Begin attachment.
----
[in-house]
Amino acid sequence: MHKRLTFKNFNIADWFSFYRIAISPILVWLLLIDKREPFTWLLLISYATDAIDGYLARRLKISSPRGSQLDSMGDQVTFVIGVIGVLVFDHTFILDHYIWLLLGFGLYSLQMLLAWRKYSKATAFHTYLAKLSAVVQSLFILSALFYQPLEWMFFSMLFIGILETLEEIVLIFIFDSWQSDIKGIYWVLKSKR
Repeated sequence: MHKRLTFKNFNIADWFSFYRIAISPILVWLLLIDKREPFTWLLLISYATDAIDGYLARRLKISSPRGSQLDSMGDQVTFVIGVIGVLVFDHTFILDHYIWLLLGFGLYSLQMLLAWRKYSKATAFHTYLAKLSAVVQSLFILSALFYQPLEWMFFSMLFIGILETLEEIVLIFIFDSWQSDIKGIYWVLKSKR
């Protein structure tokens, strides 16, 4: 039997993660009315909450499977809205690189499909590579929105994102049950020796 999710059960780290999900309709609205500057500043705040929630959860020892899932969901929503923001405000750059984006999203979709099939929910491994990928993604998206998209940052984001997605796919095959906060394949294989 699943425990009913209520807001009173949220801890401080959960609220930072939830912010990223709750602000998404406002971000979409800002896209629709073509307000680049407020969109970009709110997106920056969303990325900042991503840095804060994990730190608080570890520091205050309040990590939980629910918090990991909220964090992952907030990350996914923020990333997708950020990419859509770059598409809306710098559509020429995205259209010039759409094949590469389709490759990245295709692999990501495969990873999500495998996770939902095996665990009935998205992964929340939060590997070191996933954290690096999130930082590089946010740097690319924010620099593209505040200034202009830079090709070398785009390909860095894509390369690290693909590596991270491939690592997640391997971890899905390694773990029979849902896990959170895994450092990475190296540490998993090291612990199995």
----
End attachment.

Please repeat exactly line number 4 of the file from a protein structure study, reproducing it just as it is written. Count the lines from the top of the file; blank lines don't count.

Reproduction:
């Protein structure tokens, strides 16, 4: 039997993660009315909450499977809205690189499909590579929105994102049950020796 999710059960780290999900309709609205500057500043705040929630959860020892899932969901929503923001405000750059984006999203979709099939929910491994990928993604998206998209940052984001997605796919095959906060394949294989 699943425990009913209520807001009173949220801890401080959960609220930072939830912010990223709750602000998404406002971000979409800002896209629709073509307000680049407020969109970009709110997106920056969303990325900042991503840095804060994990730190608080570890520091205050309040990590939980629910918090990991909220964090992952907030990350996914923020990333997708950020990419859509770059598409809306710098559509020429995205259209010039759409094949590469389709490759990245295709692999990501495969990873999500495998996770939902095996665990009935998205992964929340939060590997070191996933954290690096999130930082590089946010740097690319924010620099593209505040200034202009830079090709070398785009390909860095894509390369690290693909590596991270491939690592997640391997971890899905390694773990029979849902896990959170895994450092990475190296540490998993090291612990199995």